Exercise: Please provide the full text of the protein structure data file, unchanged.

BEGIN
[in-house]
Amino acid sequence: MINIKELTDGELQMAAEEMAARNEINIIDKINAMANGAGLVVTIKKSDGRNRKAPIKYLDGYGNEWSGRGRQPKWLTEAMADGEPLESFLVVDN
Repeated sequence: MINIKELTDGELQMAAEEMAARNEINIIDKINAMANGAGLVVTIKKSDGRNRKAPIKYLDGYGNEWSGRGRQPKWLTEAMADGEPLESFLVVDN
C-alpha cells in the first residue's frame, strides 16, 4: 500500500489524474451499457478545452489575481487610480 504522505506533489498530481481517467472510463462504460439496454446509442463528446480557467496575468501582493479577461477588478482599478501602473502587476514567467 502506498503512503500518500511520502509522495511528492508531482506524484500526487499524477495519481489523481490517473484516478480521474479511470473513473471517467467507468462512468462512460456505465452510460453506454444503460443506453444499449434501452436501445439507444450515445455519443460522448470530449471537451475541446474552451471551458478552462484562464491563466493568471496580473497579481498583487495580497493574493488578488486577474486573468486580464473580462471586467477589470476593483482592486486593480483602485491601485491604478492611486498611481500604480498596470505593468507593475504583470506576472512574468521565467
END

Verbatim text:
[in-house]
Amino acid sequence: MINIKELTDGELQMAAEEMAARNEINIIDKINAMANGAGLVVTIKKSDGRNRKAPIKYLDGYGNEWSGRGRQPKWLTEAMADGEPLESFLVVDN
Repeated sequence: MINIKELTDGELQMAAEEMAARNEINIIDKINAMANGAGLVVTIKKSDGRNRKAPIKYLDGYGNEWSGRGRQPKWLTEAMADGEPLESFLVVDN
C-alpha cells in the first residue's frame, strides 16, 4: 500500500489524474451499457478545452489575481487610480 504522505506533489498530481481517467472510463462504460439496454446509442463528446480557467496575468501582493479577461477588478482599478501602473502587476514567467 502506498503512503500518500511520502509522495511528492508531482506524484500526487499524477495519481489523481490517473484516478480521474479511470473513473471517467467507468462512468462512460456505465452510460453506454444503460443506453444499449434501452436501445439507444450515445455519443460522448470530449471537451475541446474552451471551458478552462484562464491563466493568471496580473497579481498583487495580497493574493488578488486577474486573468486580464473580462471586467477589470476593483482592486486593480483602485491601485491604478492611486498611481500604480498596470505593468507593475504583470506576472512574468521565467